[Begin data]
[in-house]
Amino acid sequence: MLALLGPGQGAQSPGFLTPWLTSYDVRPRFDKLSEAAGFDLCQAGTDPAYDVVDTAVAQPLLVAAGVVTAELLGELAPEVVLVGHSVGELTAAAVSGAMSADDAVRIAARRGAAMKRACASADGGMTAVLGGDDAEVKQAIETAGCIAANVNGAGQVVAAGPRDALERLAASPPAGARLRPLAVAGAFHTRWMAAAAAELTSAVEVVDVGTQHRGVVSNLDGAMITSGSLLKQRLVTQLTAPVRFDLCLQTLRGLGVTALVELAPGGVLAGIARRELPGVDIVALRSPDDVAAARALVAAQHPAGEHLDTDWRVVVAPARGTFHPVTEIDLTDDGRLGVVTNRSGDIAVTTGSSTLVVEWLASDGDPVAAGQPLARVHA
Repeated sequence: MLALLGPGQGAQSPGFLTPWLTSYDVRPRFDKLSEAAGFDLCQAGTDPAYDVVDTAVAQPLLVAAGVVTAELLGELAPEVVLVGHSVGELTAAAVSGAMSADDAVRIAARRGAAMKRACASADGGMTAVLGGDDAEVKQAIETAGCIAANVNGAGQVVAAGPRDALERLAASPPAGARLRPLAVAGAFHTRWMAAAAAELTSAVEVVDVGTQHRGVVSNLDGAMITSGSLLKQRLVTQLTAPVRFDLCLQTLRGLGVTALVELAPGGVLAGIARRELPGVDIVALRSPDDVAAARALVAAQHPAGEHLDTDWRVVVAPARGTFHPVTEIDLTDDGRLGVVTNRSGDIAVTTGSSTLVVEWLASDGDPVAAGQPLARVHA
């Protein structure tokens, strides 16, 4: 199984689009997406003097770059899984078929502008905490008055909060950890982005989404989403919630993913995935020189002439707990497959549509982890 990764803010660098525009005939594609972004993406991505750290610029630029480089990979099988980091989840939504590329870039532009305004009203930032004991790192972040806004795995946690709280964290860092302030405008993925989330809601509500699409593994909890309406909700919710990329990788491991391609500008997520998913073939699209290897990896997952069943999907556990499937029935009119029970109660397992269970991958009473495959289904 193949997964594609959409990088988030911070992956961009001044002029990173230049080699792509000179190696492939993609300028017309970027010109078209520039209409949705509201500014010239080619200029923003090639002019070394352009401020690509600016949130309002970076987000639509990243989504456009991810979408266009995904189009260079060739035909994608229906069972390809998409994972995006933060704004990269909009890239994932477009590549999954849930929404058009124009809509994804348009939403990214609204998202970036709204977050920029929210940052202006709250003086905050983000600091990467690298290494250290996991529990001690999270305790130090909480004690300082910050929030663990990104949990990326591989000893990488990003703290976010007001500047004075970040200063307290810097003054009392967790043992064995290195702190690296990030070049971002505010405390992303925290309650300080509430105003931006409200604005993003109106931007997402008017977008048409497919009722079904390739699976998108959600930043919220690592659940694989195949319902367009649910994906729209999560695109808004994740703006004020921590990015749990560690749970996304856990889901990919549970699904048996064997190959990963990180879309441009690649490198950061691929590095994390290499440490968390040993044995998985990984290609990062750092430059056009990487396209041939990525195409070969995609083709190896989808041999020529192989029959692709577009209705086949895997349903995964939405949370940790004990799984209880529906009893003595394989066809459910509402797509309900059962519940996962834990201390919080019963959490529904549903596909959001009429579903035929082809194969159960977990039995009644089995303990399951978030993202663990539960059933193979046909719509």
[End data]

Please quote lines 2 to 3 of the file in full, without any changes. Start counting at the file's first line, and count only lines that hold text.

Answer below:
Amino acid sequence: MLALLGPGQGAQSPGFLTPWLTSYDVRPRFDKLSEAAGFDLCQAGTDPAYDVVDTAVAQPLLVAAGVVTAELLGELAPEVVLVGHSVGELTAAAVSGAMSADDAVRIAARRGAAMKRACASADGGMTAVLGGDDAEVKQAIETAGCIAANVNGAGQVVAAGPRDALERLAASPPAGARLRPLAVAGAFHTRWMAAAAAELTSAVEVVDVGTQHRGVVSNLDGAMITSGSLLKQRLVTQLTAPVRFDLCLQTLRGLGVTALVELAPGGVLAGIARRELPGVDIVALRSPDDVAAARALVAAQHPAGEHLDTDWRVVVAPARGTFHPVTEIDLTDDGRLGVVTNRSGDIAVTTGSSTLVVEWLASDGDPVAAGQPLARVHA
Repeated sequence: MLALLGPGQGAQSPGFLTPWLTSYDVRPRFDKLSEAAGFDLCQAGTDPAYDVVDTAVAQPLLVAAGVVTAELLGELAPEVVLVGHSVGELTAAAVSGAMSADDAVRIAARRGAAMKRACASADGGMTAVLGGDDAEVKQAIETAGCIAANVNGAGQVVAAGPRDALERLAASPPAGARLRPLAVAGAFHTRWMAAAAAELTSAVEVVDVGTQHRGVVSNLDGAMITSGSLLKQRLVTQLTAPVRFDLCLQTLRGLGVTALVELAPGGVLAGIARRELPGVDIVALRSPDDVAAARALVAAQHPAGEHLDTDWRVVVAPARGTFHPVTEIDLTDDGRLGVVTNRSGDIAVTTGSSTLVVEWLASDGDPVAAGQPLARVHA